“A bit like you’re still wrestling with your decision, based on recent comments you have made in TTAG…”

        Yeah, there’s that. I joined Gun Owners of America as part of “learning the ropes”, but never had the idea that it made sense to join so as to reinforce a notion that I did so because I was afraid of ever having to face “the moment”. Back when, my unit armorer said it was critical to decide before picking up a gun that you will (not may) use it when required. This was because “the Arizona” is full of bad people who have already made the decision to kill you.

        Some reported unpleasantness tipped the scales for me. Ordered the Beretta Neos .22 (yes, just because it looks like a space gun). Considered the .22tcm/9mm, but it was a bit heavy. Guys at the range recommended the standard .22LR for “learning”. We shall see.

  20. avatar Chris T in KY says:

    I’m glad he survived being robbed. I’m glad the robber decided not to shoot him. I carry a gun everywhere I go.
    Part of the Racist History of Gun Control has been making black people afraid of having a firearm. I had water pistols that I bought with my own money, when I was 7 and 8 years old. My black mother didn’t like it. But she said it was my choice to get them.

    My white stepmothers family had a ranch in ElDorado county CA. I fired my first gun a 22 bolt action rifle on their property. I was 6 years old back then and it was great fun.
    My next gun to shoot was the M16 , when I was twenty-two in the US Army. For most black people, because of history, it is a long journey to the second amendment.

    Fortunately the internet is here that lets everyone bypass the false history being promoted by the “mid stream media.”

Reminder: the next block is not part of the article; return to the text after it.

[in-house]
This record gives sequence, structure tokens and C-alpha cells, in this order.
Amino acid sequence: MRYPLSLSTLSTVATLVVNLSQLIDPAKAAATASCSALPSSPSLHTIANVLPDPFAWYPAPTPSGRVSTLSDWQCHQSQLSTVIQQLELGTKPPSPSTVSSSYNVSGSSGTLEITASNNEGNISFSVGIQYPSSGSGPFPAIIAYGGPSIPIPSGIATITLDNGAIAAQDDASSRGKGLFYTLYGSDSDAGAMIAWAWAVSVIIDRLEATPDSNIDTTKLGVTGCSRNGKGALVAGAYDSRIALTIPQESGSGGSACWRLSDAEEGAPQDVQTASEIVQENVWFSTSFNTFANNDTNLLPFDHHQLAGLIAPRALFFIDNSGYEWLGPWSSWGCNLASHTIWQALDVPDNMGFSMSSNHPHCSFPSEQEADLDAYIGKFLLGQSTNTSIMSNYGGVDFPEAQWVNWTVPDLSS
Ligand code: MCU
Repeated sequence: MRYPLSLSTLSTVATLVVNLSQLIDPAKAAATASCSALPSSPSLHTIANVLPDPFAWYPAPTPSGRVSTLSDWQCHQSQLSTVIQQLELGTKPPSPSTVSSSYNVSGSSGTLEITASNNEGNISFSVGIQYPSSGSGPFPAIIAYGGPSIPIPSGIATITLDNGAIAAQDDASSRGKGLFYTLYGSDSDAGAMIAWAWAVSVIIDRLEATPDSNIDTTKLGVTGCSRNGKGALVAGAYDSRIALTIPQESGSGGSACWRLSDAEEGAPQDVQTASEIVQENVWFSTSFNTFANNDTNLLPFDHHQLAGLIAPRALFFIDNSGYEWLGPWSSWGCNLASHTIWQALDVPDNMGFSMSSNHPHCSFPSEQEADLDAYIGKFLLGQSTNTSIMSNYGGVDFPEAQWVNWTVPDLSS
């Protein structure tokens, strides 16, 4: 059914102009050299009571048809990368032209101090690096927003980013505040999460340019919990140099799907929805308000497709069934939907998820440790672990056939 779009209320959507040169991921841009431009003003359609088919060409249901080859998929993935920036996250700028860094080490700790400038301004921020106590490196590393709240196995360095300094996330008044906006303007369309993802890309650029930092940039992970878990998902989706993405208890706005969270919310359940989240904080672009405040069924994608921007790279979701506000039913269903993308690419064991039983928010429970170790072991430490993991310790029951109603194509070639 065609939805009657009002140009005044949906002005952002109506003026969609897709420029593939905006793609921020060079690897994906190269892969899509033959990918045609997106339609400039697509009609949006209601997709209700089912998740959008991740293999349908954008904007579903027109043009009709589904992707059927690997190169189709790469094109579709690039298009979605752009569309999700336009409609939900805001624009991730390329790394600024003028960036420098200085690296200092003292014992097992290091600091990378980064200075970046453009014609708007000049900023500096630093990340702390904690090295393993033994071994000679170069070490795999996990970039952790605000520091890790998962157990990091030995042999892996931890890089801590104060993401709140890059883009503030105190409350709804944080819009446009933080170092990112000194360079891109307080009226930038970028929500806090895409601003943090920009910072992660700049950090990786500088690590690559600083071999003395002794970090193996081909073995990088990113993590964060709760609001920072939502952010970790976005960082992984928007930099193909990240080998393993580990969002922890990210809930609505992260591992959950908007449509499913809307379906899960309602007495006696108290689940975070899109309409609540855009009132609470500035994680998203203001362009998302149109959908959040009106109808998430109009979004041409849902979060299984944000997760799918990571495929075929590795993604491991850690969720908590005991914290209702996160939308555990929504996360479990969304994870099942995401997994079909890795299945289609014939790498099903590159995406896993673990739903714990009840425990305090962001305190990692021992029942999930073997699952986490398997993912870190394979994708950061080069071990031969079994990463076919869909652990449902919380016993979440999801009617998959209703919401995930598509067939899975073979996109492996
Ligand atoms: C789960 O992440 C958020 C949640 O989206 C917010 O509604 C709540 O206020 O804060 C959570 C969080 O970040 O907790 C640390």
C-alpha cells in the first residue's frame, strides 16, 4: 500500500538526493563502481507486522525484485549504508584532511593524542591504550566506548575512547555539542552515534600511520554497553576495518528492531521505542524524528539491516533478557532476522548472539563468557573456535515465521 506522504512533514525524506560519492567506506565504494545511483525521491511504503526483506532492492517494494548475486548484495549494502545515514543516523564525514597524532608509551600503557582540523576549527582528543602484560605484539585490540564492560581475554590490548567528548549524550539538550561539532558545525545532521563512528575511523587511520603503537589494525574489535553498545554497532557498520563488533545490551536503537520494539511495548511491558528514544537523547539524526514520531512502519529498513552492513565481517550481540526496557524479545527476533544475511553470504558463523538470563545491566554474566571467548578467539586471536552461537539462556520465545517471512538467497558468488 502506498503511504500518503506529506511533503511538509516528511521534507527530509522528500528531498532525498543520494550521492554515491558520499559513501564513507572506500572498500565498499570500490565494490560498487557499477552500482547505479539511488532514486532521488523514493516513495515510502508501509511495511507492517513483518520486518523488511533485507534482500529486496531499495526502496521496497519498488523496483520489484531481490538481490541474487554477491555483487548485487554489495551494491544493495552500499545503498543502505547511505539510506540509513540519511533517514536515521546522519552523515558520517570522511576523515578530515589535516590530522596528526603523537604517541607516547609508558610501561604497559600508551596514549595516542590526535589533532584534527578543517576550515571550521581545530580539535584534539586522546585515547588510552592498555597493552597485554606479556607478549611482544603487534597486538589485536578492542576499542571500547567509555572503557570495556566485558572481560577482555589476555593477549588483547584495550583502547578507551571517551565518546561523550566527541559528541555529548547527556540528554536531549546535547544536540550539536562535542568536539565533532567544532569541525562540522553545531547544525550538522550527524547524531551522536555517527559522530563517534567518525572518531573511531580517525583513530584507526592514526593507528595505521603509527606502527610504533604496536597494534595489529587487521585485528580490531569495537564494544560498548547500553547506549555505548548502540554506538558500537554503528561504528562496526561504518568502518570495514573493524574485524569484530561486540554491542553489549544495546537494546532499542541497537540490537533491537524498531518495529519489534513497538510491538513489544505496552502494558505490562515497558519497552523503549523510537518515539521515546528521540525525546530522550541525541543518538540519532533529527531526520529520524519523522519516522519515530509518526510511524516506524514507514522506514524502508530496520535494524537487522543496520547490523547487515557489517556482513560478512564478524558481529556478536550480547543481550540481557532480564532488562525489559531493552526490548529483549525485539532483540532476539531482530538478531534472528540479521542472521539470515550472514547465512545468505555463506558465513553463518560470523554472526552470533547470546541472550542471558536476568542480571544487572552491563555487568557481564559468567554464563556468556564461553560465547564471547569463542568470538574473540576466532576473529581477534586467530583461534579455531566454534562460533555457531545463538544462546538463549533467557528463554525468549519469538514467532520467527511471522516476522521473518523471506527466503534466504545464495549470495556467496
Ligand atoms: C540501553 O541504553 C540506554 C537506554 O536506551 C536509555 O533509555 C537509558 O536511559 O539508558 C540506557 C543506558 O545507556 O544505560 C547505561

I like the bayonet lug at the end of a long gun. I have the Mossberg 590 as well.

  21. avatar little horn says:

    you sir, are a flailing vagina.

  22. avatar fteter says:

    I agree with Mr. Yorkman in hoping for the best. Where we part company is when I plan for the worst.

    Sure hope I’m never in a situation where “…I’m in fear someone’s going to take my life or I might take their life with a firearm.” But my planning and practice addresses that very situation. Sure hope it never happens but I intend to be as ready as possible for it.

    1. avatar MamaLiberty says:

      Right on, fteter.

      If people don’t plan to succeed, to survive… they are pretty much planning to fail – whether they understand or accept that, of course.

  23. avatar Adub says:

    I made a decision a long time ago that it is better to go down fighting and cursing than whimpering. And it’s good to have options.

  24. avatar BierceAmbrose says:

    “…how would I live with that the rest of my life?”

    Well, if you just let them shoot you dead, you don’t have to live with anything after that. Problem solved.

  25. avatar BierceAmbrose says:

    “…how would I live with that the rest of my life? Even though it’s self-defense.”

    If living with that is a problem , you must not value your own life much. Those of us who do must be very confusing for you. Sorry / not sorry.

  26. avatar Badwolf says:

    I wonder if he would feel same way if its not just his life on the line. Can he live with it if he didnt try to stop an intruder from killing his child?

  27. avatar Hunter427 says:

    You are the wrong person to be armed, just be yourself/future victim

  28. avatar RMS1911 says:

    If this guy wants to live his life relying on the mercy and decency of others that’s his choice more power to him.
    It’s a deeply personal choice we all have to make at some point. I don’t have that much faith in some people.
    It’s a very small percentage but it’s the percentage that’s the threat and all of you know what I’m talking about.